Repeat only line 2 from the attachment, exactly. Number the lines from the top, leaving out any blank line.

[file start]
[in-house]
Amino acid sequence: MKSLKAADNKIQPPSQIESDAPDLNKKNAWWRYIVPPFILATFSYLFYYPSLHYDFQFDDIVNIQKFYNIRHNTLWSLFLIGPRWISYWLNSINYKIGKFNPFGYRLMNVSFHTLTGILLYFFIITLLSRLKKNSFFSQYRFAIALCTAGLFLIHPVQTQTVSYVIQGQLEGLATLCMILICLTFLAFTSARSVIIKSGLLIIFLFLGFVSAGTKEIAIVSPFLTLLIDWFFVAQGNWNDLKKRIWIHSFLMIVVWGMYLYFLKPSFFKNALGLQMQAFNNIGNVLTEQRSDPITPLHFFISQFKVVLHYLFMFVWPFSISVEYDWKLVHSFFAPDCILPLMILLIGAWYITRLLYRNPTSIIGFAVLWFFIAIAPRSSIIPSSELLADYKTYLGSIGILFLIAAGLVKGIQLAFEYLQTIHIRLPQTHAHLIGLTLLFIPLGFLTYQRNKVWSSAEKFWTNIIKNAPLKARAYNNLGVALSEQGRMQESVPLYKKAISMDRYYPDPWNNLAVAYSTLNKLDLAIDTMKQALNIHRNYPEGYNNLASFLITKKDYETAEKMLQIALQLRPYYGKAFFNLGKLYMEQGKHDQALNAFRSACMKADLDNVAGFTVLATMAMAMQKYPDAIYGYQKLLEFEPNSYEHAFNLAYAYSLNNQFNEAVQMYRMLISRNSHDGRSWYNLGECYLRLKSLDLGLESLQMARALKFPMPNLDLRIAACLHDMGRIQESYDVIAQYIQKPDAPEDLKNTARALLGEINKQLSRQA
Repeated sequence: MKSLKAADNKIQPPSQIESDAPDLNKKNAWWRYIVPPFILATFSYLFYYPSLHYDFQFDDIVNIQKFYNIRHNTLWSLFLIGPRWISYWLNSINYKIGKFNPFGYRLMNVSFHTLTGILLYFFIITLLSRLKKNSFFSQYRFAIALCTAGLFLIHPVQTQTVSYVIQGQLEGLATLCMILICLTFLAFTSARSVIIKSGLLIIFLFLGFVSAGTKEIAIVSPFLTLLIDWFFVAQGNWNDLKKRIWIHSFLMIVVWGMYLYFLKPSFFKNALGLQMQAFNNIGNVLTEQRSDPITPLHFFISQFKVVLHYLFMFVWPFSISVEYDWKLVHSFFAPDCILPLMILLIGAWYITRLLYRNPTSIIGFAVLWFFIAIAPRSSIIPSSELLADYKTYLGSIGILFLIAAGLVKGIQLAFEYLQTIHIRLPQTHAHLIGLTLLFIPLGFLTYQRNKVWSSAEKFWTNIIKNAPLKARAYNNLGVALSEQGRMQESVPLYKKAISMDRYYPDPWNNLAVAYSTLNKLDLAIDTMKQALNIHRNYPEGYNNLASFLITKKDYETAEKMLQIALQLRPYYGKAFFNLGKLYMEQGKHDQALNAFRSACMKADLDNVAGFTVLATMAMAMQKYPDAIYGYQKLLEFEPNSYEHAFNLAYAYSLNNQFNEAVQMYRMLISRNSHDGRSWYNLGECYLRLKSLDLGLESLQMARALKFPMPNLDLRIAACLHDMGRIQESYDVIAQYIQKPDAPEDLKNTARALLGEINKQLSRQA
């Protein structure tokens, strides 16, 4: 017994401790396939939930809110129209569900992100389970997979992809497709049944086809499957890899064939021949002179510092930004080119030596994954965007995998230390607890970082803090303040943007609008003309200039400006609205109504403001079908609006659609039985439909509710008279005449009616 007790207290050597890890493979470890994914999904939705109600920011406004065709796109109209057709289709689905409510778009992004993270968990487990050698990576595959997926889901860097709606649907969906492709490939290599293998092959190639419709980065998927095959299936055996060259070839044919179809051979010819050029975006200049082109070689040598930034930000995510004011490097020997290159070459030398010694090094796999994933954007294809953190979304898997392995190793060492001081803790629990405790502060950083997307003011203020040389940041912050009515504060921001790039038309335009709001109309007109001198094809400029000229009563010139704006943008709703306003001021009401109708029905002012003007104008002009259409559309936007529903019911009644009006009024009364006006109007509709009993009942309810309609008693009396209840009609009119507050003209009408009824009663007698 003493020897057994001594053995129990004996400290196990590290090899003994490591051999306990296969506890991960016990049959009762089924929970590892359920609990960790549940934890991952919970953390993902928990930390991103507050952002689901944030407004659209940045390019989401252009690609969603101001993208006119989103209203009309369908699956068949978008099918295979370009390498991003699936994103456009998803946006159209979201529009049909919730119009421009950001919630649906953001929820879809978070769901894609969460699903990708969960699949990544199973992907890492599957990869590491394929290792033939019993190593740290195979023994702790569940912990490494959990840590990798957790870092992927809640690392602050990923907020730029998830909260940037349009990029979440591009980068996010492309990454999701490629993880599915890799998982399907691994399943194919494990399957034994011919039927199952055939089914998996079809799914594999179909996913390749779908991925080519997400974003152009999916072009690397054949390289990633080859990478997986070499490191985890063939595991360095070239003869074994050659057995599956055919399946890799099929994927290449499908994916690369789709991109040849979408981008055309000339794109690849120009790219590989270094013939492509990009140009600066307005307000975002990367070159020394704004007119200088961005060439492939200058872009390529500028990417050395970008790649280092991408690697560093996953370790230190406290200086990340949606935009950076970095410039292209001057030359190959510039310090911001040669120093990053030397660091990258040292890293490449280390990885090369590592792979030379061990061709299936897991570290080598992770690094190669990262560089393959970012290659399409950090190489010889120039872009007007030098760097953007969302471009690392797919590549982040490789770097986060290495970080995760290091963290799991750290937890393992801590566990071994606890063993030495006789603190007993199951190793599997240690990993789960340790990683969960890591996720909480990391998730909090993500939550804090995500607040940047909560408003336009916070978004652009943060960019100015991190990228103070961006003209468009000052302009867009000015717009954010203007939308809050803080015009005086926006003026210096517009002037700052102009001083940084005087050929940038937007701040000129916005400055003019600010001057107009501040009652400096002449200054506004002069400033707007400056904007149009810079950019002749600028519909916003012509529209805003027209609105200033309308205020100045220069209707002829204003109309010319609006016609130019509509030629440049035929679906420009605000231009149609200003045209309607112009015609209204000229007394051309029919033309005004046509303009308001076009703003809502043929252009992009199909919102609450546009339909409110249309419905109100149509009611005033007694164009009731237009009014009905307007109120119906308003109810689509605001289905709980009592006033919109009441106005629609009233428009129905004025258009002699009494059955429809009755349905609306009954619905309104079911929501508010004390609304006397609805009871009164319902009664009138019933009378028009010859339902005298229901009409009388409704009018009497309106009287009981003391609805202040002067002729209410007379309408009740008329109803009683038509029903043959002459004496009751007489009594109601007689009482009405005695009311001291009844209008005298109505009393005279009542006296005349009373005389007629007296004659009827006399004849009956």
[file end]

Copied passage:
Amino acid sequence: MKSLKAADNKIQPPSQIESDAPDLNKKNAWWRYIVPPFILATFSYLFYYPSLHYDFQFDDIVNIQKFYNIRHNTLWSLFLIGPRWISYWLNSINYKIGKFNPFGYRLMNVSFHTLTGILLYFFIITLLSRLKKNSFFSQYRFAIALCTAGLFLIHPVQTQTVSYVIQGQLEGLATLCMILICLTFLAFTSARSVIIKSGLLIIFLFLGFVSAGTKEIAIVSPFLTLLIDWFFVAQGNWNDLKKRIWIHSFLMIVVWGMYLYFLKPSFFKNALGLQMQAFNNIGNVLTEQRSDPITPLHFFISQFKVVLHYLFMFVWPFSISVEYDWKLVHSFFAPDCILPLMILLIGAWYITRLLYRNPTSIIGFAVLWFFIAIAPRSSIIPSSELLADYKTYLGSIGILFLIAAGLVKGIQLAFEYLQTIHIRLPQTHAHLIGLTLLFIPLGFLTYQRNKVWSSAEKFWTNIIKNAPLKARAYNNLGVALSEQGRMQESVPLYKKAISMDRYYPDPWNNLAVAYSTLNKLDLAIDTMKQALNIHRNYPEGYNNLASFLITKKDYETAEKMLQIALQLRPYYGKAFFNLGKLYMEQGKHDQALNAFRSACMKADLDNVAGFTVLATMAMAMQKYPDAIYGYQKLLEFEPNSYEHAFNLAYAYSLNNQFNEAVQMYRMLISRNSHDGRSWYNLGECYLRLKSLDLGLESLQMARALKFPMPNLDLRIAACLHDMGRIQESYDVIAQYIQKPDAPEDLKNTARALLGEINKQLSRQA